It was the men manning the radios in the 192nd communications tent who were the first to learn – at 2 a.m. – of the Japanese attack on Pearl Harbor on the morning of December 8th. Major Ted Wickord, Gen. James Weaver, and Major Ernest Miller, 194th, and Capt. Richard Kadel, 17th Ordnance read the messages of the attack. At one point, even Gen. King came to the tent to read the messages. The officers of the 192nd were called to the tent and informed of the Japanese attack on Pearl Harbor. The 192nd’s company commanders were called to the tent and told of the Japanese attack.
Capt. Robert Sorensen, C Company’s commanding officer, told his men of the attack on Pearl Harbor. Those assigned to tanks were ordered to bring the tank crews up to full strength at the perimeter of Clark Field. It was at this time that the battalion’s half-tracks took up positions around the airfield with the tanks.
The next morning the decision was made to move the battalion into a tree-covered area. Those men not assigned to a tank or half-track walked around Clark Field to look at the damage. As they walked, they saw there were hundreds of dead. Some were pilots who had been caught asleep, because they had flown night missions, in their tents during the first attack. Others were pilots who had been killed attempting to get to their planes. The tanks were still at the southern end of the airfield when a second air raid took place on the 10th. This time the bombs fell among the tanks of the battalion at the southern end of the airfield wounding some men.
C Company was ordered to the area of Mount Arayat on December 9th. Reports had been received that the Japanese had landed paratroopers in the area. No paratroopers were found, but it was possible that the pilots of damaged Japanese planes may have jumped from them. The battalion’s tanks were still bivouacked among the trees when a second air raid took place on the 10th. This time the bombs fell among the tanks of the battalion at the southern end of the airfield wounding some men.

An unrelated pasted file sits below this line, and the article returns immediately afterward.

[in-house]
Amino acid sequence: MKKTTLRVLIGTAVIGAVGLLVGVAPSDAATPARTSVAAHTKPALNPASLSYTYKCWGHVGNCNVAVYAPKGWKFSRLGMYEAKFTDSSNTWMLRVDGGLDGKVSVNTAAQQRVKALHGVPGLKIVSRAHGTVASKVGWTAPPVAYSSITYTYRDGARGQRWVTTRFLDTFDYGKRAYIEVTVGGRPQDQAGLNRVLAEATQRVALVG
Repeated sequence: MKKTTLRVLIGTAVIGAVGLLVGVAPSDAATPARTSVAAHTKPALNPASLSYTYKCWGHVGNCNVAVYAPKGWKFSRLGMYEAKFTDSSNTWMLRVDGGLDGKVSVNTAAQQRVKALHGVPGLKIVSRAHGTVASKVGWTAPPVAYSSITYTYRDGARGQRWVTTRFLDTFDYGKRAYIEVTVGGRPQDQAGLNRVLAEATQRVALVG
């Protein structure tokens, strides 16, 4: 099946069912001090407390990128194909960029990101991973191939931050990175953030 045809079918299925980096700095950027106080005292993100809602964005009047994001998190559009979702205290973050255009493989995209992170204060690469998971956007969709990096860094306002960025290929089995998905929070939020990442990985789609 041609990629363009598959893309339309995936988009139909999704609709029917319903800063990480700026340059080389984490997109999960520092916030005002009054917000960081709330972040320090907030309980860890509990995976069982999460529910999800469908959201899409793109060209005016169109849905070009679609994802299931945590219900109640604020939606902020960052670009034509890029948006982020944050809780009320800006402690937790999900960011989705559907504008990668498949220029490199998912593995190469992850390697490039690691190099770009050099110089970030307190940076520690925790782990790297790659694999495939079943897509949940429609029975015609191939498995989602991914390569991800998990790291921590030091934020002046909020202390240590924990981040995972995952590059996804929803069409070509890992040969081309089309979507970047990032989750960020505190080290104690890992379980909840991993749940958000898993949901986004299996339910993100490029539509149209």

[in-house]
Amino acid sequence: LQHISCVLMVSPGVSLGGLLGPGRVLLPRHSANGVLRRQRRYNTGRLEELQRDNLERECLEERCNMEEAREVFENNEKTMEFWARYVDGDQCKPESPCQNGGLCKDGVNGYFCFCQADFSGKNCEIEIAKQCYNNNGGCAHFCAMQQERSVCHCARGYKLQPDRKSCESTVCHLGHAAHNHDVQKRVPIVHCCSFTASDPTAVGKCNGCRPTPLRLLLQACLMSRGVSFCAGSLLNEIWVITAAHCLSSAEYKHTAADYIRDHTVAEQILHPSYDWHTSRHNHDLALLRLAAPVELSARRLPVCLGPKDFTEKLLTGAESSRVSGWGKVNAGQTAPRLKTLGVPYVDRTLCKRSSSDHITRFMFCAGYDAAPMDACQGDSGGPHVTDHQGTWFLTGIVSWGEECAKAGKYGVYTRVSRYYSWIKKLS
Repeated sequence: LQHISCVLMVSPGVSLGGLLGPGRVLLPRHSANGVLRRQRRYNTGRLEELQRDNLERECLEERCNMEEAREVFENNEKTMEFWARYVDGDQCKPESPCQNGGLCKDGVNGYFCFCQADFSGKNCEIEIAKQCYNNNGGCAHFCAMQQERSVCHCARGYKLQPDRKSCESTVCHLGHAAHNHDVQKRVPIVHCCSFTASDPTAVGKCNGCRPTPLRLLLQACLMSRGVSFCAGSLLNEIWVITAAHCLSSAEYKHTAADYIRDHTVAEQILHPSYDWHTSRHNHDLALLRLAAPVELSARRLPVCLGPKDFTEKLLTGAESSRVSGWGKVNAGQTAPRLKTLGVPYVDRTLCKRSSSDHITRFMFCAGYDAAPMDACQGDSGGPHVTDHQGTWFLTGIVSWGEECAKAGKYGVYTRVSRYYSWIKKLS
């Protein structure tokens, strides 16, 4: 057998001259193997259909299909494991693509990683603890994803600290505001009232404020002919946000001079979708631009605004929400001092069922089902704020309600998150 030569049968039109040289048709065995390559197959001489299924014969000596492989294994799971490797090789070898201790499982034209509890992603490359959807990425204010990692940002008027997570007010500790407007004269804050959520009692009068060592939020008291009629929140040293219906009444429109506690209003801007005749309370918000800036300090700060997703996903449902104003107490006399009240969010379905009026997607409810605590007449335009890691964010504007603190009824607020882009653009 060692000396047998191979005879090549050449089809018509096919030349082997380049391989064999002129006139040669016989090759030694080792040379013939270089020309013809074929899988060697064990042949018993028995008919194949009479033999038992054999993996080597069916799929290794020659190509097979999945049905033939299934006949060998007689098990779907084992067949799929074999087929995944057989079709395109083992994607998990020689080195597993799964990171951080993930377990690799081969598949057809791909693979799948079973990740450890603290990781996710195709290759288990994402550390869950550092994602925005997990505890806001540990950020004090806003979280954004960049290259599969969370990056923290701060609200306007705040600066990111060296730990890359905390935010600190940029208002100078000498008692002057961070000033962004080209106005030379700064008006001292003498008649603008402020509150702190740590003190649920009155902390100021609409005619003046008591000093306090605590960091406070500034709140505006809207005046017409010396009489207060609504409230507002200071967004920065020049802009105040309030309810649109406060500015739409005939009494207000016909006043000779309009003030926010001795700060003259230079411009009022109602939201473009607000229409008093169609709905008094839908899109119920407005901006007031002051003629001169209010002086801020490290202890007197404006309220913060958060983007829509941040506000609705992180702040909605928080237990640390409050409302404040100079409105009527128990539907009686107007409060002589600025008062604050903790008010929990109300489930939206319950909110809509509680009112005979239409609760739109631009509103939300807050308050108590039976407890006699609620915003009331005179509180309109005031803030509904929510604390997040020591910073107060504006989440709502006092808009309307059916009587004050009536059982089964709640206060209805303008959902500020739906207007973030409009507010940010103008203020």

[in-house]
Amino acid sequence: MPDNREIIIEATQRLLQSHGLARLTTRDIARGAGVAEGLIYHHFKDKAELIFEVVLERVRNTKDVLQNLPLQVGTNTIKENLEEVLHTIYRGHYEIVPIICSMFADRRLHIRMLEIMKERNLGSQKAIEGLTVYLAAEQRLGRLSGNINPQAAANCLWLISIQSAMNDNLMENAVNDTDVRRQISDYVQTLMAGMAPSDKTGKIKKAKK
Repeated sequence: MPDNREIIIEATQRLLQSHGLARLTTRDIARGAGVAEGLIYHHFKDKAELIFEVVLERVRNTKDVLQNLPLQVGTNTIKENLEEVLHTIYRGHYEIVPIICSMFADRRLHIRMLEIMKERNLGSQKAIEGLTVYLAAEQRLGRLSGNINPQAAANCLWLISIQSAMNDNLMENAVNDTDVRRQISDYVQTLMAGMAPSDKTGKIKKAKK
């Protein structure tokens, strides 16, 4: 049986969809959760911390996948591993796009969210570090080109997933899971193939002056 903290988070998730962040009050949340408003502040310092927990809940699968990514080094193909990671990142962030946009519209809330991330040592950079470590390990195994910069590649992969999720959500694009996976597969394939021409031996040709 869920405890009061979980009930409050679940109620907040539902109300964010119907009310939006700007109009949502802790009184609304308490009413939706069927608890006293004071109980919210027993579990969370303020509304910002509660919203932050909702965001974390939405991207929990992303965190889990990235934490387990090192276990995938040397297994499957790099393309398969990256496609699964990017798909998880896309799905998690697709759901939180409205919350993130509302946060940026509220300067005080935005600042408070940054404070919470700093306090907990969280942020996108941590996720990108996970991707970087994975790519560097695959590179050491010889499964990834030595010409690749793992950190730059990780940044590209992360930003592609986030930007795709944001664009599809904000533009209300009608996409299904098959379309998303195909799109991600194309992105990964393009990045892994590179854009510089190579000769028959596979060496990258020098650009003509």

B Company was sent to the Barrio of Dau on December 12th so it could protect a highway bridge and railroad bridge against sabotage. From there, the company was sent to join the other companies of the 192nd just south of the Agno River. It was at this time that Bill managed to send a telegram home on December 19th, which was the last time his family ever heard from him. This would be the last information his family had about him for three and one-half years.
A platoon of B Company tanks engaged Japanese tanks at Lingayen Gulf on December 22nd. One tank was lost and its crew became Prisoners of War. The other tanks withdrew, were damaged by enemy fire, repaired, and put back into use. From this time on, the tanks served as a rear guard holding roads open until all the other troops withdrew before falling back to another predetermined position to repeat the action.
A Company lost its commander, Capt. Walter Write, on December 26th. According to the story, he saw Sergeant Owen Sandmire placing landmines in the road. The mines were made by Philippine Ordnance from cigar boxes with dynamite. Write took a mine away from Sandmire and told them it looked funny. As he was placing it, it exploded in his hands. Before he died, he asked that roses be placed on his grave, but since there were no roses, the men placed a native red flower on his grave. The tanks held the position until 5:30 in the morning on December 27th when the 192nd and part of the 194th fell back to form a new defensive line. From there they fell back to the south bank of the BanBan River which they were supposed to hold for as long as possible. The tanks were at Santo Tomas near Cabanatuan on December 28th and 29th serving as a rear guard against the Japanese.